• "Facebook does not give its users access to a neutral space, and its tools and the types of content it allows are designed to influence users to adopt an informal, revealing tone" (10). See my remark above about where Facebook's interests are at. This is something that I also struggle with when it comes to my personal Facebook profile. Between Facebook's structure and the applications, it can be very easy to reveal just about anything about my life. Since I do believe that some things are my business and private, I have to stay on my toes. However, for Facebook, the more you reveal, the more information they gather for their advertisers. For a casual user, being a little revealing is probably not a big deal. For someone like me who has to keep a certain image, it is a big deal. I know potential future employers, my current employers, and all sorts of people see some form of my Facebook profile. Although I have tightened my privacy dramatically, so pretty much mostly friends see most of the stuff, it is something I have to keep maintaining. For a library page, this very important as well since a library does have to project a certain image. And yet, to use ourselves as example, in an academic library, you do want to be professional but also accessible and humane. Same thing for a librarian's profile, which is why I do have a few things that are more on the playful side in my profile. I am a human being; I have a sense of humor, and I am a fairly normal dude, and I want my students, friends, and family to know that. Personally, the way I see, if some potential employer thinks that is a problem, I probably do not want to work for them in the first place. There are plenty of open-minded and progressive places out there.
  • This is a problem: "However, once a personal profile has been created and associated as the primary administrator of the institutional page, there is no way to undo this relationship" (10). I will say that I struggled a bit with that when I was creating the library's Facebook page. Do I want it attached to my profile? I took the risk anyways and did it. These days, you should be able to make a page without having to make a profile for yourself. As for the attachment, it is unclear how to do it, but I think I could add someone else as administrator, then remove myself, which would be what I would likely do if I were to change jobs in the future. Facebook's Help section is not very forthcoming on that issue; I know; I looked.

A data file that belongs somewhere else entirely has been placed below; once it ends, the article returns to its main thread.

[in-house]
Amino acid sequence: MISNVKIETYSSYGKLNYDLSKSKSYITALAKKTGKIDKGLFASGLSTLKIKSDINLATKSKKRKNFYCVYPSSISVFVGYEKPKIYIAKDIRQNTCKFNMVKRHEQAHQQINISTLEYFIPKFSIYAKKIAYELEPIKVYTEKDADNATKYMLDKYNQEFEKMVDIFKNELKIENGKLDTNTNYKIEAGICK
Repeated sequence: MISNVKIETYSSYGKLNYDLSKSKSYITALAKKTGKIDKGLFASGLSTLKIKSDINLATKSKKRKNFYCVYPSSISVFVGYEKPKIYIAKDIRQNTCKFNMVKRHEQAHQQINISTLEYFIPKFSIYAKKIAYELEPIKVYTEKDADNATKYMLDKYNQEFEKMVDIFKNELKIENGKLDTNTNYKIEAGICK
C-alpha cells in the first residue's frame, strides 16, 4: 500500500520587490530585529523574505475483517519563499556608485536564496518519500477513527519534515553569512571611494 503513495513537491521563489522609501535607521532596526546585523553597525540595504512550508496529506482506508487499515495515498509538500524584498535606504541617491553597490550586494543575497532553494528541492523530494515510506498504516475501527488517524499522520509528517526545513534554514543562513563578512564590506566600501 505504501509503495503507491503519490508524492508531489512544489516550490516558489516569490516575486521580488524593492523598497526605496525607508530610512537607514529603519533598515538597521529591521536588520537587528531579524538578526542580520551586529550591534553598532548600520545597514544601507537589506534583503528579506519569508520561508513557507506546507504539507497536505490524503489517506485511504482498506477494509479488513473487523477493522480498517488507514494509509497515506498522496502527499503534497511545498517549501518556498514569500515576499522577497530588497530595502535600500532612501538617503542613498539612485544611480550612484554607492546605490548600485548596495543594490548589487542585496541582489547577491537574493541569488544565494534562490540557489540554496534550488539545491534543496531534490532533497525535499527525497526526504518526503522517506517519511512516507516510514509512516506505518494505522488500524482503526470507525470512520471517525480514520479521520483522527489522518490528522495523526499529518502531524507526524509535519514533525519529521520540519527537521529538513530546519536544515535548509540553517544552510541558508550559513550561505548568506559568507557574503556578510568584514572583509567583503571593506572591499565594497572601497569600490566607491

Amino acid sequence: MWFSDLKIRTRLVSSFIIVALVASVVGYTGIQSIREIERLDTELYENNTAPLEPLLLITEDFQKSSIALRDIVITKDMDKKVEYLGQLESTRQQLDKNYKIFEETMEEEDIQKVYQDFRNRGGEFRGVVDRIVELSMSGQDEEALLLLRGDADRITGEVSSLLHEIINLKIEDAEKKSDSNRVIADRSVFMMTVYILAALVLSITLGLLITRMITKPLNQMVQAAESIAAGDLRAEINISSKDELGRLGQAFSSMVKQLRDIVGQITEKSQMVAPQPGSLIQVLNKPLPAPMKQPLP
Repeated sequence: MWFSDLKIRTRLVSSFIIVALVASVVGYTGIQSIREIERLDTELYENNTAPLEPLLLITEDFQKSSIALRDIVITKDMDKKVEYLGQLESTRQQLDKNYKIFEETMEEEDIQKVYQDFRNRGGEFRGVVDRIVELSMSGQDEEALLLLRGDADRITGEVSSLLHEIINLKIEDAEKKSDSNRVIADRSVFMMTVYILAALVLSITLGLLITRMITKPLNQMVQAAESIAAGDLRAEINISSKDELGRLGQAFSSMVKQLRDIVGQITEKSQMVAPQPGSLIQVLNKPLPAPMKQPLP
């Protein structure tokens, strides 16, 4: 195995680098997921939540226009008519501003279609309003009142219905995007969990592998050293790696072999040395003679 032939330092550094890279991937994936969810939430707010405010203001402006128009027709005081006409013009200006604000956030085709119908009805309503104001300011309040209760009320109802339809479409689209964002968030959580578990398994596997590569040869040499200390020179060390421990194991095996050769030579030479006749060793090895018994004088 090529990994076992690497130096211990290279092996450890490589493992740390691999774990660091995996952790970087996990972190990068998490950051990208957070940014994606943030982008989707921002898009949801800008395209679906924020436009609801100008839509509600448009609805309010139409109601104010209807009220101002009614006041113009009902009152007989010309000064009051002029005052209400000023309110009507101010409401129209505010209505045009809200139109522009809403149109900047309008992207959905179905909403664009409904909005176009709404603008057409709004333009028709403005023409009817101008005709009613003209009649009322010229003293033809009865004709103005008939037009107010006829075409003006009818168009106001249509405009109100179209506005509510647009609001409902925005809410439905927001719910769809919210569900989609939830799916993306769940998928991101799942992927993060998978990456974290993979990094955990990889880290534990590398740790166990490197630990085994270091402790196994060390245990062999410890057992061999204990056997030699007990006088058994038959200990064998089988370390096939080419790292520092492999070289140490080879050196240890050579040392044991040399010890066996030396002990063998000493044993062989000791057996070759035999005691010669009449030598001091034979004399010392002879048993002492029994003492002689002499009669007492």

• And what about the other librarians? "Should the library administration encourage librarians to link their profiles to the libraries Facebook site?" (10). My two cents? I say you can encourage, but you cannot require it. A personal Facebook page is exactly that, personal. That is a choice every individual librarian needs to be comfortable making.
  • And then there is the issue of how you will handle certain things. "Facebook interactions raises a host of questions for libraries from how to handle potentially hateful speech, to relatively simple things, like what to do if patrons post false, or otherwise problematic information to the site" (10-11). I spent a bit of time reassuring my boss and the powers that be that we would monitor the site. But I also told them that, yes, there is always the risk that someone will post something that we may not agree with. Now, disagreement is fine. Hateful speech is not. In essence, you have to give some thought to how much monitoring and moderation you will have to do. What I have found, so far, is that things are not as bad as we may think they could be initially. Don't get complacent though.
  • Just remember: ". . .most libraries using Facebook will want to keep their settings relatively open, or risk creating barriers for potential patrons who visit the site" (11). And while we are talking about barriers, let me say that the Facebook line of not allowing me to set up a vanity URL for the library page because my fan numbers are not high enough is a load of male bovine solid waste. Their excuses of preventing spam or squatters simply do not amount to a hill of beans, especially for small organizations like my library, or other campus organizations here with Facebook pages facing the same barrier.
Fernandez emphasizes, and I will concur, that having a maintenance plan is important. You do have to monitor the Facebook page as well as keep it up to date. You also have to add new content to it in order to keep it fresh and keep your fans coming back. In the end, I think most libraries can take the chance, but they have to go in informed and with some degree of planning.

Update note (same day): A few additional items I have seen on the topic. Jotted them down on the scratch pad.

1 comment:

Pfernandez said...

In case you don't have access to Library Hi-Tech News, the content of the article can also be found here: